Yoga Sutra Conversations I.35: "By regular inquiry into the role of the senses we can reduce mental distortions."

What is the relationship between our senses and our minds? Whether this is a bottom up or top down system differentiates millenia of philosophers. One thing is for sure, though, the more we take in, the more we must digest, and the excess becomes mental fat. The “vrttis” – vacillations – aren’t of themselves mental fat, but any unprocessed intake gets stored – whether its Twinkies (do they still make those any more?) or Desperate Housewives, cross words or imaginary what-ifs we call “worry.”

Sensation – sight, sound, touch, taste, smell – the information we bring in from our embodied existence, makes up our being & life as much as the greens in our salad or the tofu on our forks. By using time on the mat to simplify and observe our sensations, we get to know ourselves better. We can recognize patterns in how we relate to this information, and even the systems we use to buffer it.

One key when observing the role of the senses in my life is to note the double edged sword that is recursive consciousness. Recursive consciousness is this ability we have to have “second order mental events.” Mental events can be thoughts, ideas, concepts, feelings, emotions, whole stories even, or just attitudes towards first order senses, thoughts, emotions. Our ability to be aware of the fact that we are aware of something is precisely what gives us the option to be present. It’s also what gives us the option to “space out” or worry or plan or… do whatever we do that is not being present.

We can event have eleventh order thoughts! Thoughts about thoughts about feelings about what-ifs about imaginations about …. you get the idea. The point where the thought or feeling has grabbed you by the intestines and you’re off to the story-telling races with the what-ifs and not-that!’s, that’s the stickiness that I’ve learned from listening to Pema Chodron is called shenpa. My husband & I love this word: it’s so economical. Rather than getting caught up in the stories when one asks the other “what’s up?” or “where you at?”, we just say, “oh! I was having some shenpa!” It’s fantastic to break up the story and bring us back to the present.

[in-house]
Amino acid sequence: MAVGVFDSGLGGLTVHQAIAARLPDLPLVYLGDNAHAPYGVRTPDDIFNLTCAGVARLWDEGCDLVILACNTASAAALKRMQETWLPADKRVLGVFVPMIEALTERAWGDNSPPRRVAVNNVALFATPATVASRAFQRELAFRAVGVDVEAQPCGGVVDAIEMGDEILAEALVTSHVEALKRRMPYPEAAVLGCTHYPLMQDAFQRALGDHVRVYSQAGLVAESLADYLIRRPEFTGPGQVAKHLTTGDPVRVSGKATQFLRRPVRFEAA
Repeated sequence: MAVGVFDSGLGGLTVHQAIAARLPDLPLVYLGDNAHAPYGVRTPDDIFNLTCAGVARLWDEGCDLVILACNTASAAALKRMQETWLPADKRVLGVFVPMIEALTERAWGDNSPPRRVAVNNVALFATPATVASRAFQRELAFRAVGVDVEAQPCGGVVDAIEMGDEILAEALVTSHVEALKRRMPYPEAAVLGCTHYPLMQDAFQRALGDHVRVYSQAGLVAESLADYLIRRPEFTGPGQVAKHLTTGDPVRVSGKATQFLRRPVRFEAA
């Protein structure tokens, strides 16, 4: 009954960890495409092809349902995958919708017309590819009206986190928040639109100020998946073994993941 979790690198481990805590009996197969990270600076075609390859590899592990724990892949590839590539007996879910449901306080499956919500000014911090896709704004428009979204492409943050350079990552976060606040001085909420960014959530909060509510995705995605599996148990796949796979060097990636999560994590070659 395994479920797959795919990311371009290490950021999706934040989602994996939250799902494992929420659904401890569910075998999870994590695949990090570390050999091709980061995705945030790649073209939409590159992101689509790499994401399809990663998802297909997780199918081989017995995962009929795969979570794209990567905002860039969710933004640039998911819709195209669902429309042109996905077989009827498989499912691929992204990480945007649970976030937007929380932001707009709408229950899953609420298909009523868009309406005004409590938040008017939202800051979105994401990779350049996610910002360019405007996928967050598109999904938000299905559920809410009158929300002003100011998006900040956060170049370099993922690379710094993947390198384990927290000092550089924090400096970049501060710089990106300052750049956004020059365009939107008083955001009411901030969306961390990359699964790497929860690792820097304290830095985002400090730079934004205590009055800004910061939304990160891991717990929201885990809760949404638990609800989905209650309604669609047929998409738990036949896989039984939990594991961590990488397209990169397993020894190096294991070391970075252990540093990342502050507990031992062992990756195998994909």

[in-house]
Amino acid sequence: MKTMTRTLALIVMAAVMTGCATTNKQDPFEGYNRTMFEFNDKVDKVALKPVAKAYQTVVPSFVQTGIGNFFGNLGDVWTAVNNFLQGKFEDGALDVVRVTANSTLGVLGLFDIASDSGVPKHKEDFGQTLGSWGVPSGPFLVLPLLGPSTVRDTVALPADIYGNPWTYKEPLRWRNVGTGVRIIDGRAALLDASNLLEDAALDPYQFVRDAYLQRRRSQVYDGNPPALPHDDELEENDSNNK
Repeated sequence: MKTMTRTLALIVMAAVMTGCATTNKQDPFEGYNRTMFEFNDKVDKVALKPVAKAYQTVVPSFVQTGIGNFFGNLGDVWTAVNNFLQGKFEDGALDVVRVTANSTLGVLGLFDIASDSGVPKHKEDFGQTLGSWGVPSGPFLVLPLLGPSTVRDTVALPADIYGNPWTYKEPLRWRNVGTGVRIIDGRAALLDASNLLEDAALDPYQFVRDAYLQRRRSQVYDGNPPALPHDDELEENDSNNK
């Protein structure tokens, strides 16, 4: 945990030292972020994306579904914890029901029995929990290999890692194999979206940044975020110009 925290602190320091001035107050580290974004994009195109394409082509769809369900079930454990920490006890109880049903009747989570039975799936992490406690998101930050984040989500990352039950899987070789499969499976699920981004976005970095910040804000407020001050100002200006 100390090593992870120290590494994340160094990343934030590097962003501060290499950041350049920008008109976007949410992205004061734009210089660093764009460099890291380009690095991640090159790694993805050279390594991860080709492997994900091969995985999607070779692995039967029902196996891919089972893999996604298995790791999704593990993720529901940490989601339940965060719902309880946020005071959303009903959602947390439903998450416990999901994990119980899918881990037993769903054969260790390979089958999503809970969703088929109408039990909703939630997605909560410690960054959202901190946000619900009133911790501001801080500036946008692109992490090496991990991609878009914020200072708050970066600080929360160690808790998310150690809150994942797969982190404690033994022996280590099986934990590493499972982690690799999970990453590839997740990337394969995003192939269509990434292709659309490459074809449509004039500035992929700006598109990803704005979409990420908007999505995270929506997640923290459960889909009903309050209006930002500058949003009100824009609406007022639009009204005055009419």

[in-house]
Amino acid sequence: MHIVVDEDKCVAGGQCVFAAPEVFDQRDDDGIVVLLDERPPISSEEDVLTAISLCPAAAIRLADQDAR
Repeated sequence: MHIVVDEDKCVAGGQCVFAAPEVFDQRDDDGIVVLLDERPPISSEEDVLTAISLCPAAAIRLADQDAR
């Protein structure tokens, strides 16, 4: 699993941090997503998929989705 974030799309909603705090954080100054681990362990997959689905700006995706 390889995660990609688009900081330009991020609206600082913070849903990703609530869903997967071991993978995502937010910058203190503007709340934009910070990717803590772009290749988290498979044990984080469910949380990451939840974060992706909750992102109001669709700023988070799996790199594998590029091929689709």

What does this have to do with the role of the senses? One of the ways you can break shenpa – or unconsciously having thoughts about thoughts about… also called “living in your head” – is to come to the nitty gritty of our senses. What am I feeling right now? Seeing? Smelling? Hearing? Tasting? Feeling?

You may have heard the word “Pratyahara” in yoga class at some point. Pratyahara – or sense-withdrawal – is one of the eight limbs, or components, of yoga . Sometimes the best way to investigate is to simplify. Short of a sensory deprivation tank – which is way cool if you ever have the chance – intentional withdrawal from sensation can be a great way to investigate how we relate to sensations. There are many ways to go about this, from simply turning off the TV or radio, to going to a quiet place like the woods or a chapel or a yoga room, to more specific withdrawals. Brahmari Pranayam is one way of experiencing pratyhara: you fill your consciousness with the vibration of your own breathing even as you close off your years, eyes, mouth and to some extent your nose. Meditation after Brahmari, or Bumble Bee Breath, can increase your sense of clarity.

Finally, I’ll leave you with this paragraph from Sri Swami Sachidananda’s Commentary, because I think it’s sweet and true: